Carolina Panthers defensive coordinator Sean McDermott had seen what Eli Manning did to the Tampa Bay Buccaneers many times before.
Last year’s Super Bowl MVP passed for 510 yards and three touchdowns last Sunday to lead a 25-point, fourth-quarter comeback victory for the New York Giants.
McDermott, a former Philadelphia Eagles defensive coordinator, has watched Manning since he came into the league and knows his defense will be facing one of the NFL’s elite quarterbacks Thursday night.
“How can you not give the guy the respect that he has so earned over the last several years, the last three or four in particular,” McDermott said. “You think you’ve got him and then he surges a great comeback and puts the team on his shoulders in the fourth quarter. Then you see him come out right from the start and light it up.
“He’s as good as is there out there in the game today. I firmly believe that, and we’ve got to be prepared.”
Since entering the NFL in 2004, Manning has orchestrated 22 game-winning drives in which the Giants railed from a fourth-quarter deficit or tie.
Manning downplays his late-game success, though, and he deflects praise to his offensive coordinator, Kevin Gilbride, or the bevy of offensive weapons the Giants have. But Giants coach Tom Coughlin said it’s both Manning’s skill and willingness to be a student of the game that helps him anchor those comebacks.
“He might make a mistake and I might be ranting and raving, but it doesn’t get him down. He’s disappointed, but he knows enough and he has enough mental toughness that he moves on to the next play and doesn’t let it affect the next series,” Coughlin said. “That’s a great attribute for a quarterback.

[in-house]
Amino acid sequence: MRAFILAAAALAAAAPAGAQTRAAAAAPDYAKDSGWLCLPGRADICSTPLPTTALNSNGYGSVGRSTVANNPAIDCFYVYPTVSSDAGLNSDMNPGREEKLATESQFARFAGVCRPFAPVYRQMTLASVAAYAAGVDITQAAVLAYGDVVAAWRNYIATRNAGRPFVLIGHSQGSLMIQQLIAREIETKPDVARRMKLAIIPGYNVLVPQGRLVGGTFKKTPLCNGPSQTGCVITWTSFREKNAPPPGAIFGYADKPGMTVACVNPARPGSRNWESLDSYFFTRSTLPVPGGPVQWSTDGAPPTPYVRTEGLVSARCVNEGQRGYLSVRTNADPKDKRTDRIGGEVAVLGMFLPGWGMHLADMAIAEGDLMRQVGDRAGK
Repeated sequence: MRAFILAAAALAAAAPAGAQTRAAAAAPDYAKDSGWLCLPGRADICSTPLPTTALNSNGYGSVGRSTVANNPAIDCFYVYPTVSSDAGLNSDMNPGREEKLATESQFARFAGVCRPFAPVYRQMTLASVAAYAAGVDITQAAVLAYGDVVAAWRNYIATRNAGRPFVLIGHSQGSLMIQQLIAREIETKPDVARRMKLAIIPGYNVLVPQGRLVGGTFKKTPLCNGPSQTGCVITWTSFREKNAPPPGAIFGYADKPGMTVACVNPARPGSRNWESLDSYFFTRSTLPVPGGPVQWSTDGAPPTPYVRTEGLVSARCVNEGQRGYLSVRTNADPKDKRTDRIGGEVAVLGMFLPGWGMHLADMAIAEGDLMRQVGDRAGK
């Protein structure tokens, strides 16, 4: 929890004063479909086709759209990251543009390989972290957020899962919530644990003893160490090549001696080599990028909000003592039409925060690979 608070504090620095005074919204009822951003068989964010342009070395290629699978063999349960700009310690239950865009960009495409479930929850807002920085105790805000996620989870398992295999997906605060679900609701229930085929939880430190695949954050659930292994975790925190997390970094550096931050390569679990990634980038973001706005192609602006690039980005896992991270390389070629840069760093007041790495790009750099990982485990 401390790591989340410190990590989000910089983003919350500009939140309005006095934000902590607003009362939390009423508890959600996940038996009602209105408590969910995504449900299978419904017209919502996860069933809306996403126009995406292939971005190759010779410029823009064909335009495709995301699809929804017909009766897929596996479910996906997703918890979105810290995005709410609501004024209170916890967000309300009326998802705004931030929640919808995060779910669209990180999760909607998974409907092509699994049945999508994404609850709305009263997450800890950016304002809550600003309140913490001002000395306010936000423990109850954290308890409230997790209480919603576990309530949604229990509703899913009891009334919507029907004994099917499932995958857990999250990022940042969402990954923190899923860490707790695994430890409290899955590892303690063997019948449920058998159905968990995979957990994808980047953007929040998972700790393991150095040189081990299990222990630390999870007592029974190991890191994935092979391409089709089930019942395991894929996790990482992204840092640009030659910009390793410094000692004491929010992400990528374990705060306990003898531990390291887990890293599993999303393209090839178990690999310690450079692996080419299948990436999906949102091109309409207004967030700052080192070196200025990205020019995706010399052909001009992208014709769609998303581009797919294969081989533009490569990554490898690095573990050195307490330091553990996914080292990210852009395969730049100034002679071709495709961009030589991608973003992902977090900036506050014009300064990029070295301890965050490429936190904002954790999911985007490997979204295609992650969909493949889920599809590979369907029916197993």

“He has that ability, he’s so well prepared, he thinks, he studies, he knows what he wants to do out there on the field and he knows the opponent. And the guys around him trust and believe in him and that’s huge.”
Two of those guys around him are the leading receivers in the NFL. Charlotte product Hakeem Nicks and third-year receiver Victor Cruz each have 237 receiving yards and a touchdown apiece in two games.
Both are downfield threats, but in reviewing tape from the Panthers game against the Saints, Manning saw strong pressure on the quarterback from Carolina’s pass defense. Fellow elite quarterback Drew Brees passed for 325 yards against the Panthers, but his long passes were taken away by how deep free safety Haruki Nakamura was playing in the secondary.
“They (the Panthers) do a good job of getting pressure on the quarterback whether it’s with a blitz or with their front four,” Manning said. “They show a lot of different coverages and different types of zone blitz and so they do a good job of making the quarterback hold the ball and make the receivers work in the second lanes. If you have time, that’s great. But they do a good job of getting pressure.”
McDermott said Manning has been in the league long enough to where there’s likely no defensive scheme he hasn’t seen. And the Panthers hope they will be able to fool him long enough so that he doesn’t add yet another late, game-winning drive to his impressive resume.
“It’s a great quality that this team has—the way we can fight and win games in the fourth quarter,” Manning said. “And hopefully we can play a little better in the first three quarters.”